Monday, December 10, 2007

Day 21: Weather and Water Moccasins

Location: Entering Louisiana swamplands.

Late yesterday afternoon I spoke to Frank as He crossed into Louisiana and as he describbed the “swampland”.

“Wow, this place had some odoriferous eminations” He said. [exact quote]

“I need you to do me a favor, check the weather for me”

“it looked clear on the radar map earlier”, I said.

“Well” he said “all I see are clouds, also, can you find out about water moccasins?”

Two thoughts most people would not want to put together, but Frank was planning to spend the night in the swamp, so I guess that sounds normal.

Before we hung up he asked me if I had ever heard of a guy named “Amos Moses”

“no, who is he?” I wondered if I was about hear another story of someone famous Frank had met along the way.

“it’s a song, I don’t know who wrote it but I want you to look it up”

Besides one missed call, I have not heard from Frank since then. I finally left him a voicemail about the weather and watermoccasins “looks like a stationary front right over Lake Charles, but they say afternoon rain only and I think you should stay away from water moccasins.”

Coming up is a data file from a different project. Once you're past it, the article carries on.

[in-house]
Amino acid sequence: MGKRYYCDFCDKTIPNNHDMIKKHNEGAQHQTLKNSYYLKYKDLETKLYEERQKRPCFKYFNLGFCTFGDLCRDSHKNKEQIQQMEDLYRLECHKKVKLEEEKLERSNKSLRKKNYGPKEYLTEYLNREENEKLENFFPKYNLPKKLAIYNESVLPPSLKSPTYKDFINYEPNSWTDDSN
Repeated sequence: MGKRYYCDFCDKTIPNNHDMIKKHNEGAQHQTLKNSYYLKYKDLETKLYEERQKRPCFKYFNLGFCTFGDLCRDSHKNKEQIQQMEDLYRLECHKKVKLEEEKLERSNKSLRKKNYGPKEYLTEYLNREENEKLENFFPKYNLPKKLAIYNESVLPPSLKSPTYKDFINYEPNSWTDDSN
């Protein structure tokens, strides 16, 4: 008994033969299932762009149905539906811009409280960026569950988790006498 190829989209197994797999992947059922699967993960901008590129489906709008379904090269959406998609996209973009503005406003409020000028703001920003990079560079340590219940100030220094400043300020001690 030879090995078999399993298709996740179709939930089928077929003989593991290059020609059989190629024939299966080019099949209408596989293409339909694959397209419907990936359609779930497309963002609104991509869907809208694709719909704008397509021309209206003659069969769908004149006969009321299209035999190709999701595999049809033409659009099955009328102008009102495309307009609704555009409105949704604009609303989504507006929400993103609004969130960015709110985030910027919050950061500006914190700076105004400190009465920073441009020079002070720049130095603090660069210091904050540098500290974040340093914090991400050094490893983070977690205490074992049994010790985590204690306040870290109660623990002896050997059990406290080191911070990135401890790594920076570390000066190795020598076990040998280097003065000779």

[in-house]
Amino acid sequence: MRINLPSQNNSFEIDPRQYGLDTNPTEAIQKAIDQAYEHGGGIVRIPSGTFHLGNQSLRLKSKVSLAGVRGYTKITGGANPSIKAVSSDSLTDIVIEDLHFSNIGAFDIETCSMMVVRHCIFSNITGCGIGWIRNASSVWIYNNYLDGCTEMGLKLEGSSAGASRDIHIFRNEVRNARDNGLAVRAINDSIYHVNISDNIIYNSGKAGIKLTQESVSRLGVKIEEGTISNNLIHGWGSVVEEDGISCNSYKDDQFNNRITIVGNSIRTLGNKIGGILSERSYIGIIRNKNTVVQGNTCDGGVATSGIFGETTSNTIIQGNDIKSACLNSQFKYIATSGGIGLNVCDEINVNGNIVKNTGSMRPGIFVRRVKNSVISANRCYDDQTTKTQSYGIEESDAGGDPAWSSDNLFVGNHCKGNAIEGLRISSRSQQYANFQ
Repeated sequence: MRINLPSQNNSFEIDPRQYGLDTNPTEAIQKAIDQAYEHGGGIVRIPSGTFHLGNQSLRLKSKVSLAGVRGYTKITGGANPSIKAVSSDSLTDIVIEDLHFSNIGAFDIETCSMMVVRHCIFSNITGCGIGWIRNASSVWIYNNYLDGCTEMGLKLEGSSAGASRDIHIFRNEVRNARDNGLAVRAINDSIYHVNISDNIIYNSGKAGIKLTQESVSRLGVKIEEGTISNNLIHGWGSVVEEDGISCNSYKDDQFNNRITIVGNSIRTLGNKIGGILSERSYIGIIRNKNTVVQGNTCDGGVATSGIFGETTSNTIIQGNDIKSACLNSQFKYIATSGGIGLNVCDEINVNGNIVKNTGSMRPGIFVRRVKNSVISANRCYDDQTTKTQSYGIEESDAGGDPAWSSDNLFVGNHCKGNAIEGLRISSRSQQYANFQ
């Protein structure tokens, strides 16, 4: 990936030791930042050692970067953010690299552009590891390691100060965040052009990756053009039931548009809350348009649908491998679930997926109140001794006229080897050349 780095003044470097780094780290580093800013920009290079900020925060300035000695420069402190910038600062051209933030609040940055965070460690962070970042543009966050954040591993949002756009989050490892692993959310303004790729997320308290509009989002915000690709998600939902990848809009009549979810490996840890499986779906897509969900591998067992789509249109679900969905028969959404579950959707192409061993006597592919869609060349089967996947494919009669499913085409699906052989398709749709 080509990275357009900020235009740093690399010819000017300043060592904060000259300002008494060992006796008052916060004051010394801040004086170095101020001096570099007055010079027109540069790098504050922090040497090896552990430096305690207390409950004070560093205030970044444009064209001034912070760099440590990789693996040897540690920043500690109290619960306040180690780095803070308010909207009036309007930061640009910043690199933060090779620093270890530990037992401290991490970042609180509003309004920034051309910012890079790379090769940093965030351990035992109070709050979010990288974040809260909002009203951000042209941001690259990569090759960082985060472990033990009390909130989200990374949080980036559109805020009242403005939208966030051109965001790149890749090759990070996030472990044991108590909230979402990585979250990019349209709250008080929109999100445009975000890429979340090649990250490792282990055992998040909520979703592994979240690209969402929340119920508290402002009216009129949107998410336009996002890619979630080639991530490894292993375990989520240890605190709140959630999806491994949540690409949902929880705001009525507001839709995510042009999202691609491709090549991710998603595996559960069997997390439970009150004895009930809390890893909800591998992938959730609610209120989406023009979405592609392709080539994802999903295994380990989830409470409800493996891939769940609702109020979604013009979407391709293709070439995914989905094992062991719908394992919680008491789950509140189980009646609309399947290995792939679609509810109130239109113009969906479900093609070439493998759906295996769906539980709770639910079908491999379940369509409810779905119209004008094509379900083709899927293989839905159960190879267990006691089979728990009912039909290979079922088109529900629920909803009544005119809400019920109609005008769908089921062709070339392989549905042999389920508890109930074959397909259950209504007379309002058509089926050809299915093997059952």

Here come Amos

Artist: Hank Williams Jr.

Now Amos Moses was a Cajun
He lived by himself in the swamp
He hunted alligator for a living
He just knock them in the head with a stump

for complete lyrics, click here for the rest of the Frank story - check back later

1 comment:

Michael said...

New Mexico Company Announces Distribution Option for
Independent Filmmakers

Albuquerque, NM -- The way films are distributed and the way consumers view them is changing on a daily basis. Hoping to catch the wave, a group of Albuquerque filmmakers and businessmen will launch The Filmmakers Channel March 3.
The online distribution channel will seek to tap the pool of independent filmmakers around the world who have not obtained distribution of their films in theaters or on TV networks, says co-founder Anthony DellaFlora.
"The whole business of distribution is changing so fast," DellaFlora said. "The purpose of The Filmmakers Channel ( is to give the thousands of filmmakers who may never get their movie screened in a theater or on TV the chance to get their movie out to the world, and to make some money off of it."
"I think that's the difference with our program," DellaFlora added. "A lot of movies are being distributed online through various sites, but the emphasis is on the distributor and the consumer. We're putting the welfare of the filmmaker first."
The Filmmakers Channel will feature a streaming, non-buffering video platform for movies, that can include a pay-per-view option. Filmmakers will pay a monthly fee for broadcast minutes and channels, starting as low as $10 a month, said company co-founder Dan Latrimurti, a local businessman with background in information technology.
The video platform, the same one used by Disney and ABC News, can be embedded in other websites and blogs in addition to The Filmmakers Channel, thus allowing the filmmaker to create an online "theater chain," as it were, Latrimurti said.